Gardening guru Costa Georgiadis has described a new food forest initiative in Lyneham as a "project of national significance".
The Lyneham Commons project has created a model of urban farming in Canberra that allows unused pieces of public land to be planted out with fruit and nut trees.
The citizen-led initiative has taken two years to negotiate and has received overwhelming community support, with 97 per cent of people in favour of the project.
"The high level of support for the Lyneham food forest reflects the growing momentum for community and school gardens, city farms and sustainable gardening in general," Mr Georgiadis said.
The Lyneham Commons, unlike community gardens that have private plots, will create a sustainable tree-based food forest. About 30 varieties of fruit and nut trees will be planted including apple, plum, cherry and pistachio — transforming a bare piece of underutilised public land into a thriving public orchard.
Lyneham Commons' founder Alison Stewart said they'd worked on a model with the government that could be easily replicated across Canberra.
"It is not that this is a new idea that we've thought up," Ms Stewart said. "This is a worldwide movement to bring food growing back into the suburbs and Canberra is an ideal city for that."
Lyneham Commons spokeswoman Margaret Clark said people would walk through the space and say, 'wouldn't it be wonderful if we could do something'.
"We wanted it not to have a fence and not to have a lease," Ms Clark said. "We wanted it to stay public land. We want people to come through and pick fruit and enjoy the space."
She said they wanted verge land and unused bits of space where they could have things grown on them.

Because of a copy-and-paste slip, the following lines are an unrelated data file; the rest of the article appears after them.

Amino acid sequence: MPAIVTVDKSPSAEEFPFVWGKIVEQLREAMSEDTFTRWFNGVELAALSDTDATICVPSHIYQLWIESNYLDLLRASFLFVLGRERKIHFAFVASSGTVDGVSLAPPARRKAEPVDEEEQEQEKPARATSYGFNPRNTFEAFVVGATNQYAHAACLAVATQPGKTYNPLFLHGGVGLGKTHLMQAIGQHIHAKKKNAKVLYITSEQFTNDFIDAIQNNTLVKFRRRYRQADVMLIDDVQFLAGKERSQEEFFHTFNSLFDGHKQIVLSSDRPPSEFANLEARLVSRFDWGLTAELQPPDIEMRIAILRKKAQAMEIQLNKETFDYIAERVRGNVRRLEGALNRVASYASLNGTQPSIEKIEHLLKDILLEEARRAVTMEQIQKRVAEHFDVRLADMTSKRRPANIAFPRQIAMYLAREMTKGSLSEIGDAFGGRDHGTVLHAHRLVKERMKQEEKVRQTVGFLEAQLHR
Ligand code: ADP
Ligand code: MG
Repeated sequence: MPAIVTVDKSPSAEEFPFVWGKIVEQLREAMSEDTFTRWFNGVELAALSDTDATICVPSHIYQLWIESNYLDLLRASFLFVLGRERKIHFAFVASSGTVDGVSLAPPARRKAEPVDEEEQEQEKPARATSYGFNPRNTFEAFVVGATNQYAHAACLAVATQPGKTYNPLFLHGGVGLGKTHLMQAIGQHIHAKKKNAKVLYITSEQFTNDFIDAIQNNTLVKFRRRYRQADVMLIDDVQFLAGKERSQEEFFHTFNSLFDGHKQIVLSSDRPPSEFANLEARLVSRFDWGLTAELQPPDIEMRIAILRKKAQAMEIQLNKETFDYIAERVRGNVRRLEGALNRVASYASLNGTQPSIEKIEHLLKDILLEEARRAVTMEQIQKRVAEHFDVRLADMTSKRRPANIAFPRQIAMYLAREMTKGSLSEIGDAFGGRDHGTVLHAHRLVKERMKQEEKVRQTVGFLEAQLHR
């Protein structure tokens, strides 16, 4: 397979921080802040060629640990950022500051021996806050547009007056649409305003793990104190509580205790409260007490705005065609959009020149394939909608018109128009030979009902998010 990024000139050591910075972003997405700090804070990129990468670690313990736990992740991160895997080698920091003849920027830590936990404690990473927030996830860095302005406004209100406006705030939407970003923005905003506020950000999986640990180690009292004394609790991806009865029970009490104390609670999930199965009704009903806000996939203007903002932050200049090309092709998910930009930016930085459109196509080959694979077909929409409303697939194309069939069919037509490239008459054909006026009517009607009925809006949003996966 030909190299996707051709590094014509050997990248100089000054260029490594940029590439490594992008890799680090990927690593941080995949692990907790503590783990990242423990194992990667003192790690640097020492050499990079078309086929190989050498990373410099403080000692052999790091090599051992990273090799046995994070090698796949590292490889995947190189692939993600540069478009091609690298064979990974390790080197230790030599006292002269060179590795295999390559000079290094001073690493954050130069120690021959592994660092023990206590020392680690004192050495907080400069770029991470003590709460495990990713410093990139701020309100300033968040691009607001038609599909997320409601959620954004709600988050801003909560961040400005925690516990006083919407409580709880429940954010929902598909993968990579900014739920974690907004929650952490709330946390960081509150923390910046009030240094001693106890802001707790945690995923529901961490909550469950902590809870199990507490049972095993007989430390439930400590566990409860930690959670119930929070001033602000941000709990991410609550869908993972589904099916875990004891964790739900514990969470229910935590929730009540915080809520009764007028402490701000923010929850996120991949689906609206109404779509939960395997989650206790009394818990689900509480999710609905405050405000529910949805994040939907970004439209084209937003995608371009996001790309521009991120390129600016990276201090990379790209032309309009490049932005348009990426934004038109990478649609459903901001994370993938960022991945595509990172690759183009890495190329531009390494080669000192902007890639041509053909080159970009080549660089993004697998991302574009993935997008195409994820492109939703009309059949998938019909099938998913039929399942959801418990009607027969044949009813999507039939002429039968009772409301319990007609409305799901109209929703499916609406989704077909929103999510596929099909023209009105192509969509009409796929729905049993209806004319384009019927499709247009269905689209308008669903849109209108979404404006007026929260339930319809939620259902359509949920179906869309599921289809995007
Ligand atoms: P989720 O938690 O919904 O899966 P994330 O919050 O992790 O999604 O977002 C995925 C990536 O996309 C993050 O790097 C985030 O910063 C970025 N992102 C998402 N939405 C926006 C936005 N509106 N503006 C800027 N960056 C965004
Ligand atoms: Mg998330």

Areas of Melbourne have been doing laneway plantings and verge plantings for years, while towns such as Bendigo and Castemaine in Victoria have led public food initiatives.
Toronto and Seattle have experienced huge public food movements. In Seattle, government authorities have set aside an entire park for public food growing.
Ms Clark said the food forest was also about building social capital with notions of food security in back of mind.
"There is quite a worldwide movement of people wanting to do verge gardening," she said.
With the ACT government and the community settling on a model for the Canberra project the path is now clear for similar initiatives to take hold in the territory.
Minister for territory and municipal services Shane Rattenbury said despite the strong support there were a few objections.
"One of them was it is not big enough," he said. "That counts as an objection. There were few other reservations in that category."
He said it was a great example of land being used for a higher order purpose.